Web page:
Monday, 25 July 2011

Copa América review: BRAZIL

Now on to the five-time world champions, winners of eight... Ah forget it, they need no introduction. Let's talk about BRAZIL.

After a poor showing at the 2010 World Cup in South Africa, big changes had to be made to the Seleção with the next World Cup taking place on home soil in 2014. The CBF (the Brazilian football association) moved swiftly, sacking Dunga and bringing in ex-Corinthians and Grêmio boss Mano Menezes. The transformations brought about by Menezes have been well documented and I myself talked about this at length in a previous article over at (shameless self-promotion, I know!).

Even with the public more focussed on preparing for 2014, anything other than victory still means disappointment in Brazil. This time, the Seleção were eliminated at the hands of Paraguay in the quarter finals after topping Group B. Things started slowly with two draws in their opening two matches, but they secured a vital 4x2 win over Ecuador in their final group game. In the quarter final, Brazil played well and were certainly the better team, but they failed to score and were beaten on penalties.

Mano Menezes' tactics (as touched on in my previous article) were to set up in a 4-2-1-3 formation and attempt to be more creative without relying on counter-attacks. The central midfield duo changed from Gilberto Silva and Felipe Melo to the much more athletic Premier League partnership of Lucas Leiva and Ramires. Santos' highly rated midfielder Paulo Henrique Ganso sits in the playmaking role behind the three forwards. Menezes tinkered with the shape a little, especially during the group match with Paraguay, but the strategy was generally the same.

Against Venezuela in La Plata, Brazil made a superb start and they were in control for the majority of the match. However, Venezuela's defensive midfield pairing of Rincón and Lucena grew into the tie and marked Ganso very well, forcing Brazil to alter their focus. Ganso's position was far too high for his role, meaning that Brazil struggled to link up their midfield and attack, the only direct link they had was the forward runs of Ramires. However that brought about its own dangers, as whenever Ramiers burst forward his midfield partner Lucas Leiva was left totally exposed to the counter attack.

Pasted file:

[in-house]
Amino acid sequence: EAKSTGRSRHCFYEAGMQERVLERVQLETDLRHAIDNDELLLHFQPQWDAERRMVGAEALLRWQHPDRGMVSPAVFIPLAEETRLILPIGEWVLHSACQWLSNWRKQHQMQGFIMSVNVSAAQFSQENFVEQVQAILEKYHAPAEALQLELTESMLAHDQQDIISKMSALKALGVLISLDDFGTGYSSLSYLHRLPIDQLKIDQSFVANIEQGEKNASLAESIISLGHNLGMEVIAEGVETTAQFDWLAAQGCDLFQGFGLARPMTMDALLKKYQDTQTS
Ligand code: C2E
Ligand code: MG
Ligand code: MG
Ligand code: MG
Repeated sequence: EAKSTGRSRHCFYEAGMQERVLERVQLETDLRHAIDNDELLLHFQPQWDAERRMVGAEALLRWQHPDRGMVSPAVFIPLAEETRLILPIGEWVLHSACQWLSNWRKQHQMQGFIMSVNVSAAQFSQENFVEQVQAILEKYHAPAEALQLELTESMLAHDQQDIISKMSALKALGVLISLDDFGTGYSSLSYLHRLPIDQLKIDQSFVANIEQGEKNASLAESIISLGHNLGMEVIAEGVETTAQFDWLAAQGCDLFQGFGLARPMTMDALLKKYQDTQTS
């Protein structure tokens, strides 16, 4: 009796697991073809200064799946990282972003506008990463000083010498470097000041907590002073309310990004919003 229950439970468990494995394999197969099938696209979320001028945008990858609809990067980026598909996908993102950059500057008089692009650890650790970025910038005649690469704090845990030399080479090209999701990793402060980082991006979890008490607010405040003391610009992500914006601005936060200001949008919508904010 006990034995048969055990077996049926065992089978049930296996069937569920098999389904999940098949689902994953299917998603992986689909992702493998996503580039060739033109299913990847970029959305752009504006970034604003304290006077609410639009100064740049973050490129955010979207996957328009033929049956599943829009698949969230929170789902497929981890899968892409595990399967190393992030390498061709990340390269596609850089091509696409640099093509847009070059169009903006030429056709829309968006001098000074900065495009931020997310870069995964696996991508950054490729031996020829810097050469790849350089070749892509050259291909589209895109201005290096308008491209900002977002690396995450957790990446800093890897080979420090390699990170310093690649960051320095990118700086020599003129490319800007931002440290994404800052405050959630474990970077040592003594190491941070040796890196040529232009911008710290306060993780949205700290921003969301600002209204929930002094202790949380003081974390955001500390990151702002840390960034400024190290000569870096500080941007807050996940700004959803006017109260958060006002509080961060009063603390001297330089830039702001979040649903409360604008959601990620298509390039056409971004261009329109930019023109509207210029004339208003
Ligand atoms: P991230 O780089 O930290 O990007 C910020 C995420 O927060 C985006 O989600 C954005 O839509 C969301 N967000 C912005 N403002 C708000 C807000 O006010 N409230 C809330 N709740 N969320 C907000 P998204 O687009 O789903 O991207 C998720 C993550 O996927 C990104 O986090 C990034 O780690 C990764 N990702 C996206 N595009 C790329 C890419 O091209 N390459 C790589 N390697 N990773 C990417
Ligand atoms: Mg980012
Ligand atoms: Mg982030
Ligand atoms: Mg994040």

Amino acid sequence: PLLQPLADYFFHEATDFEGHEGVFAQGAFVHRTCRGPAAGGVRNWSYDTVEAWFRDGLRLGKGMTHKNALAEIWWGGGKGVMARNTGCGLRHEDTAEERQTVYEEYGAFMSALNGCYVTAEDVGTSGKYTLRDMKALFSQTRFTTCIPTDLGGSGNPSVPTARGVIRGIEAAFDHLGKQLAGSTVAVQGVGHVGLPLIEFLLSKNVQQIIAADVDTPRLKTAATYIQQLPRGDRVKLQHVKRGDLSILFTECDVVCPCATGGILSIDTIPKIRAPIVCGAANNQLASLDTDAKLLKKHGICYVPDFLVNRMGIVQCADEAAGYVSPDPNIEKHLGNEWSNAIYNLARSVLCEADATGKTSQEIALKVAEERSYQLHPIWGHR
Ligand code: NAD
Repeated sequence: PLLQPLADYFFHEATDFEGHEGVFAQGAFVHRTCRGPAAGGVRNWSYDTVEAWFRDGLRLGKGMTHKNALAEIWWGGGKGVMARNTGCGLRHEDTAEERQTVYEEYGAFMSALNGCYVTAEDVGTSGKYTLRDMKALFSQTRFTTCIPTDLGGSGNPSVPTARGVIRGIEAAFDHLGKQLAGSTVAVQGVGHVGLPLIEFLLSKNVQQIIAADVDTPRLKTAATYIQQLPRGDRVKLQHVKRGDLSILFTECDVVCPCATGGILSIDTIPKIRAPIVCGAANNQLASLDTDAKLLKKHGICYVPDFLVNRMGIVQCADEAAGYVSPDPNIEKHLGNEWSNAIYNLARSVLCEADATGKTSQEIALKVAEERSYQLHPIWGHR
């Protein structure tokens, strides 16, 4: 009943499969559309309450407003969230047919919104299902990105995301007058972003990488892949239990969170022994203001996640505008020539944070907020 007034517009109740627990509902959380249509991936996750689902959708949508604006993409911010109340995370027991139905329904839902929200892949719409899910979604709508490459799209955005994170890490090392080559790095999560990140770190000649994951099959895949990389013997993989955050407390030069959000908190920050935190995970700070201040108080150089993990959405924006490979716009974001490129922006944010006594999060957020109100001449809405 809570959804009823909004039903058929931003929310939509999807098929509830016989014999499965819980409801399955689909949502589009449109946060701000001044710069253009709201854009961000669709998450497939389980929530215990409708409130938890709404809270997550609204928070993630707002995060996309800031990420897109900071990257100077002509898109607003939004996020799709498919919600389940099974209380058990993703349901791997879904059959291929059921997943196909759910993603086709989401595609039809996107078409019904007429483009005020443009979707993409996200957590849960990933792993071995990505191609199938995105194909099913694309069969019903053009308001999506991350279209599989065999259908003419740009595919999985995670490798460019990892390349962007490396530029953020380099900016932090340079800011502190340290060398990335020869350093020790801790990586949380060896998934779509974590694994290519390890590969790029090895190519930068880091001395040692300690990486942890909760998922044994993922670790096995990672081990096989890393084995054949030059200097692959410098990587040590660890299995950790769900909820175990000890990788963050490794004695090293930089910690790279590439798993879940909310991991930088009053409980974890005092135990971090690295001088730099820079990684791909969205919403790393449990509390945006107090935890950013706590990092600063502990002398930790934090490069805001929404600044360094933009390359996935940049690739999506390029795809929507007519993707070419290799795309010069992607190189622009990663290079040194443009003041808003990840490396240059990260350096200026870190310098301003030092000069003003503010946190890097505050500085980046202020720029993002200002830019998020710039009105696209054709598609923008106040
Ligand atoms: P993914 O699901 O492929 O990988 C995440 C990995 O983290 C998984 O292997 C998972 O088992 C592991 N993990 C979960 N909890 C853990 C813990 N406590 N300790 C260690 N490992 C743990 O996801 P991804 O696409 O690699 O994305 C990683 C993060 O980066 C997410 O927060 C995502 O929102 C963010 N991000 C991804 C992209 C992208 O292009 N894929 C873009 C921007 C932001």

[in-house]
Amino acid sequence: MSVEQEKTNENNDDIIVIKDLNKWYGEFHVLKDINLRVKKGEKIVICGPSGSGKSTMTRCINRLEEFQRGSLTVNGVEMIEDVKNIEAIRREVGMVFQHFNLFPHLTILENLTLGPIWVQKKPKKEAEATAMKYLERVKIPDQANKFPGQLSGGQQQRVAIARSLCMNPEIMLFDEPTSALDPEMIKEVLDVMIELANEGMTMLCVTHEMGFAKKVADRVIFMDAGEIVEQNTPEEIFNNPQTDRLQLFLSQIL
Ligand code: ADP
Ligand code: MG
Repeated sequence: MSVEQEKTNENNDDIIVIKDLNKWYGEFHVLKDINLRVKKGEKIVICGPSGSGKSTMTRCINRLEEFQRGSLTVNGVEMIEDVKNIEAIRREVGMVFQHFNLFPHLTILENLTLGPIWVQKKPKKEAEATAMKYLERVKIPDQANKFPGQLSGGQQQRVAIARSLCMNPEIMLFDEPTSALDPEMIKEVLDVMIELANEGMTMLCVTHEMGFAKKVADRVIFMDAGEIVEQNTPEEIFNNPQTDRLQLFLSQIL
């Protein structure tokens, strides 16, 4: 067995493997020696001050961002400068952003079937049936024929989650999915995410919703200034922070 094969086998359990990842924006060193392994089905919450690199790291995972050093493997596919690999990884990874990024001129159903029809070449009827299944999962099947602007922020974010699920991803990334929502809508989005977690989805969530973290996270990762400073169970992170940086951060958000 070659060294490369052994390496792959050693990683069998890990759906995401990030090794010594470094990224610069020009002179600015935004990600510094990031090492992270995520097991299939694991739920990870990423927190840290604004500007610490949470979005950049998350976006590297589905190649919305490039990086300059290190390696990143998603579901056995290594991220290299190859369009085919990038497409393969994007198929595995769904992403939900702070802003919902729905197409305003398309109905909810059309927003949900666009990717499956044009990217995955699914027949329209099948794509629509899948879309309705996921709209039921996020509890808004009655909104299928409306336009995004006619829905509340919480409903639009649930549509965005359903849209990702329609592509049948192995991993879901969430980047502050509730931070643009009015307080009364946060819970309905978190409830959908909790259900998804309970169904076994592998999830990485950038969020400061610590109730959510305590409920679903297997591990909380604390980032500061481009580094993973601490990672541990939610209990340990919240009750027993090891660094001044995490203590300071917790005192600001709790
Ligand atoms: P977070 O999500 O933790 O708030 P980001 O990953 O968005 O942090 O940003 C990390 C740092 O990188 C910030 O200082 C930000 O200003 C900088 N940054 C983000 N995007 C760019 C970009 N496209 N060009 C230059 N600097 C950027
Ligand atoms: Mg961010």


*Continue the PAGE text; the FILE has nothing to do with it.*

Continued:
Formations for Brazil x Venezuela [Note Ganso (10) playing very high, leaving the Brazil shape disjointed]
In the second half Menezes brought on Fred, Lucas and Elano to try and change the match, but the ended up relying on set-pieces and long balls and the match finished 0x0.

Against Paraguay, Menezes altered the formation a little, bringing in Shakhtar Donetsk's Jadson (whom Menezes trained in Internacional's youth team) for Robinho. This switch nudged the shape of the forward quartet a bit, resulting in something close to a slanted 4-2-2-2, the same formation used by Dunga at the 2010 World Cup. Jadson seemed like a good addition and he formed an impressive partnership with Ganso, the two combining well for Jadson to score the opening goal. Oddly enough, after a great first half performance Jadson was substituted at the half time break.
Menezes' standed 4-2-2-2
Going into the second half, it became plain to see that Brazil's defence were having an off day and Paraguay really started to take an advantage. Daniel Alves was particularly poor, exuberant winger Estigarribia gave him the run-around for the entire match. Paraguay scored twice and it looked like Brazil would be defeated until substitute Fred scored a last minute equaliser.